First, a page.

Analyzing Discipline Problems (page 2)

By — Pearson Allyn Bacon Prentice Hall
Updated on Jul 20, 2010

Inappropriate Adult Expectations

The next step in finding the cause of a behavior problem involves examining whether or not inappropriate adult expectations may have created the problem. Inappropriate adult expectations may include those that are incompatible with an individual child’s temperament, those that conflict with a family’s culture, those that do not reflect gender differences, and those that are a poor match for children’s maturational levels.

When we reflect on the unique personalities of children in our care, it is clear that we cannot have the same expectations of all. As we become more aware of diverse ways of viewing and responding to experiences, we can better match interactions and expectations to those differences.

Adults create problems when they require young children to sit still and be quiet for more than a few minutes, to wait with nothing to do, or to engage in learning activities designed for older youngsters. The National Association for the Education of Young Children offers guidelines for appropriate programs (Bredekamp, 1997) and curriculum (Bredekamp & Rosegrant, 1995) that teachers can consult to make sure discipline problems are not being caused by an inappropriate environment.

If you suspect that the environment is causing children to react negatively, the solution is to change the situation rather than try to change the children. This preventive discipline approach saves both teachers and children a lot of trouble. The adult response in the following example demonstrates the value of planning to better meet a child’s needs.

After eating lunch each day, the children in the child-care program are expected to clear off their table setting and sit back down to wait for a teacher to call them to brush their teeth. Sometimes there is no wait time, but sometimes it can be a couple of minutes, depending on how many children have finished eating. Sheri knows this is not an ideal situation, but it seems to be the only way to handle the tooth brushing with 20 children and only two sinks.

The children don’t seem to have a problem with this, with the exception of Sam. Sam sits down for about 10 seconds and then has to get up and move around the room, usually causing a disturbance in the process, or he wanders into the unsupervised kitchen.

Sheri has repeatedly reminded Sam about sitting and waiting his turn. He seems to know what is expected of him but doesn’t seem to be able to do it. Sheri decides that this situation just isn’t appropriate for Sam and makes a plan to accommodate his needs. The chairs need to be stacked to sweep the floor after lunch. This has usually been done by the staff after the kids leave school, but Sheri asks Sam if he would like to help out and be the chair stacker after lunch. Sam jumps at the chance to do this real and important work—and to get to move around and use his muscles instead of trying to sit still. Now Sam is the proud official chair stacker instead of the kid in trouble every day. What a difference this makes to his self-esteem!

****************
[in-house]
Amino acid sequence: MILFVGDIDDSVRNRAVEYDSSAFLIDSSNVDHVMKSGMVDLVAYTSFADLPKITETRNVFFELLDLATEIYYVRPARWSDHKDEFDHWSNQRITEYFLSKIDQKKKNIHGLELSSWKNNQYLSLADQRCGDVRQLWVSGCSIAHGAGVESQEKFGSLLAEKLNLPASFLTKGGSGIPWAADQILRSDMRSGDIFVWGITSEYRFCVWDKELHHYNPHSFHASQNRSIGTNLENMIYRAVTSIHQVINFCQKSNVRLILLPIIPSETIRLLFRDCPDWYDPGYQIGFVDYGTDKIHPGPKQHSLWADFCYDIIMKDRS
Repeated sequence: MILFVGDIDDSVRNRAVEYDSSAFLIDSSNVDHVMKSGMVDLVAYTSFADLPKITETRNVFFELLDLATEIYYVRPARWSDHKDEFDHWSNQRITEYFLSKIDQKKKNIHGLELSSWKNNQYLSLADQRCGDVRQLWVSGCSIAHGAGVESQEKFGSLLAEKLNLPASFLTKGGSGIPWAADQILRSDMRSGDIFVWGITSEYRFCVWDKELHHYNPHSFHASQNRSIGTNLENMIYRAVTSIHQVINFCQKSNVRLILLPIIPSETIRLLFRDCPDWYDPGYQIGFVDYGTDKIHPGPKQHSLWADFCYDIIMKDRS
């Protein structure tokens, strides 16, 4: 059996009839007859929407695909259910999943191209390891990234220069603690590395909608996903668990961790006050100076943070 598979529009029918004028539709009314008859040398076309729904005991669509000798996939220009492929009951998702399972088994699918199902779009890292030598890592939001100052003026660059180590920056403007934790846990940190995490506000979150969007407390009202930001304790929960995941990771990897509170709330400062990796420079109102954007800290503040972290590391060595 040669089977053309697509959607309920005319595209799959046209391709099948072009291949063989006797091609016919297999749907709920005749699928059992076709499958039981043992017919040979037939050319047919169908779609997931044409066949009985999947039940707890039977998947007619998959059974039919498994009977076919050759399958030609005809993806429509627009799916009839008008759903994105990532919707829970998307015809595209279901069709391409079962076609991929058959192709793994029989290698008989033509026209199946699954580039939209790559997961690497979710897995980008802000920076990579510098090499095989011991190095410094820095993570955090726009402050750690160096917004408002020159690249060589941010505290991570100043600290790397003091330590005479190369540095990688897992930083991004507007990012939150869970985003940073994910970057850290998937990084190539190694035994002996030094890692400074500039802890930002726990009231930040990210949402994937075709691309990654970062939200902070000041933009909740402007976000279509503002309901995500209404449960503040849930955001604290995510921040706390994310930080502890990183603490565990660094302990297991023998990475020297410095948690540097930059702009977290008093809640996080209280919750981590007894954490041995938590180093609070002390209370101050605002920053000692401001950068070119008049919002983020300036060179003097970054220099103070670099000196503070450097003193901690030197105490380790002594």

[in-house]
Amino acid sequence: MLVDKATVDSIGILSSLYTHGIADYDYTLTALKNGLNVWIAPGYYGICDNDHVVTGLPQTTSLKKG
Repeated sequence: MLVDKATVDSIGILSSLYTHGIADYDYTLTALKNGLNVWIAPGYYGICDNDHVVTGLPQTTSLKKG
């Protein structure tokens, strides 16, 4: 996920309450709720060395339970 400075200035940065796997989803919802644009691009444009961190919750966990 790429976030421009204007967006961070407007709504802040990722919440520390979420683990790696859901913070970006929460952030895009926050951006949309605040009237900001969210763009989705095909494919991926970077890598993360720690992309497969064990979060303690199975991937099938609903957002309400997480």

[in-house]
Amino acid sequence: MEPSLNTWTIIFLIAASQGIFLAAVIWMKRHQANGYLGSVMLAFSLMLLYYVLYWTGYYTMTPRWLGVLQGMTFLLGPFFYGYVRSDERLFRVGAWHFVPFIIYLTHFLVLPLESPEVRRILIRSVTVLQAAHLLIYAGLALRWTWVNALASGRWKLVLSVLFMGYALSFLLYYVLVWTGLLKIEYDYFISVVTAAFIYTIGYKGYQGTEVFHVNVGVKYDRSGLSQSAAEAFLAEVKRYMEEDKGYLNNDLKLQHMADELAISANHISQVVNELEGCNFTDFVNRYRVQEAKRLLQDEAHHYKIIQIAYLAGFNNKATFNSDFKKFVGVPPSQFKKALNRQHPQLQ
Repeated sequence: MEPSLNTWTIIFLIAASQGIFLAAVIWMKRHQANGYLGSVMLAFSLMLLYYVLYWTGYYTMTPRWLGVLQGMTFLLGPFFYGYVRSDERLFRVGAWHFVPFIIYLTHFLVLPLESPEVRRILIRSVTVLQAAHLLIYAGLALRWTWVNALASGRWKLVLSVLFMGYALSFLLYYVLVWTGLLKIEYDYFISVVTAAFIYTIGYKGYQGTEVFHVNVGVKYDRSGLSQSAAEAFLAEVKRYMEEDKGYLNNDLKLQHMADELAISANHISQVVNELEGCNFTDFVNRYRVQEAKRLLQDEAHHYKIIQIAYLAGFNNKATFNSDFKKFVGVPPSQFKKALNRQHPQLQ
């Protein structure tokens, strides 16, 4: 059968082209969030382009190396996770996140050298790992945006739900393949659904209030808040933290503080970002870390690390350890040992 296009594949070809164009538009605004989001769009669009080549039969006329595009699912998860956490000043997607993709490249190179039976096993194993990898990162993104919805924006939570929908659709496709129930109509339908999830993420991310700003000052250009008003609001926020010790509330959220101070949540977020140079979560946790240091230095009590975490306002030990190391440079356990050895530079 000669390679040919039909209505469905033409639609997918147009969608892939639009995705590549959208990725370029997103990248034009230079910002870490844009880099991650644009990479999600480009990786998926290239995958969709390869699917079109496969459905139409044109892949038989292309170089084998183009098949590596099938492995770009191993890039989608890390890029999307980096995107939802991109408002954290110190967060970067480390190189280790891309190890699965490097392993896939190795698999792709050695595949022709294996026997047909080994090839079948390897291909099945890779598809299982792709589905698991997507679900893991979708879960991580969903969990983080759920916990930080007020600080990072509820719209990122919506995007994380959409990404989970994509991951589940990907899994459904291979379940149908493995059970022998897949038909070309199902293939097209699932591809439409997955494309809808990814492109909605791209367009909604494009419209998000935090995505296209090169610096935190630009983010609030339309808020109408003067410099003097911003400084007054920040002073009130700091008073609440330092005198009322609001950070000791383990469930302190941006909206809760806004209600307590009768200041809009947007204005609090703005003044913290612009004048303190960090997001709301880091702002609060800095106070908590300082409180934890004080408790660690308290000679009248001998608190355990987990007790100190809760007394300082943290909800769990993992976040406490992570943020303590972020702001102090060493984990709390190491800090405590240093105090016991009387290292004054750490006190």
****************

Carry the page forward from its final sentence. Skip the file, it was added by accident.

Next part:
The good news is that most solutions to undesirable behaviors can be found by rethinking adult expectations and overall classroom practices (Fox et al., 2003).

Missing Skills

Once you have satisfied yourself that you are accepting children at their maturational level and providing an individually appropriate environment and curriculum, you can go on to look for other causes of discipline problems. Young children have a lot to learn about how to get along, how to deal with their emotions, and how to communicate effectively. If you suspect that lack of skill in any of these areas is causing the problem, a discipline approach that works on needed skills is the solution. Most of us work at developing these skills throughout our lives, so it is to be expected that young children will need help with them.

Adults can demonstrate and assist in desirable modes of self-expression and interacting with others (DeVries, Hildebrandt, & Zan, 2000). Probably the most important and difficult lesson has to do with perspective-taking—understanding other people’s viewpoints. This requires a combination of communication and social skills because people need to be able to express their feelings clearly in order to facilitate an exchange of viewpoints. Teachers can help children find words so that they can share their views and feelings with their peers, thus decreasing egocentricity. Helping children learn how to play with others and make friends goes along with teaching them perspective-taking. Other useful approaches include the use of “I messages” and problem-solving techniques to teach children effective conflict resolution (Gordon, 1989).

Emotion regulation is related to enhanced communication and perspective-taking skills. When children are able to find the words to express their sorrows and frustrations, they have a way of getting support and an acceptable way of letting off steam. When they begin to understand that there may be another side to a situation, they are often comforted. For instance, if children are able to understand that the child who wronged them did so by accident, it often has a calming effect. Similarly, beginning to learn that things don’t always go their way because others also want their own way can help children cope with a disappointment. In addition, most children need specific assistance with learning how to comfort themselves and how to delay gratification. Teaching children social skills, perspective-taking, effective communication, and emotion regulation are important discipline strategies that promote lifelong, harmonious social interaction.

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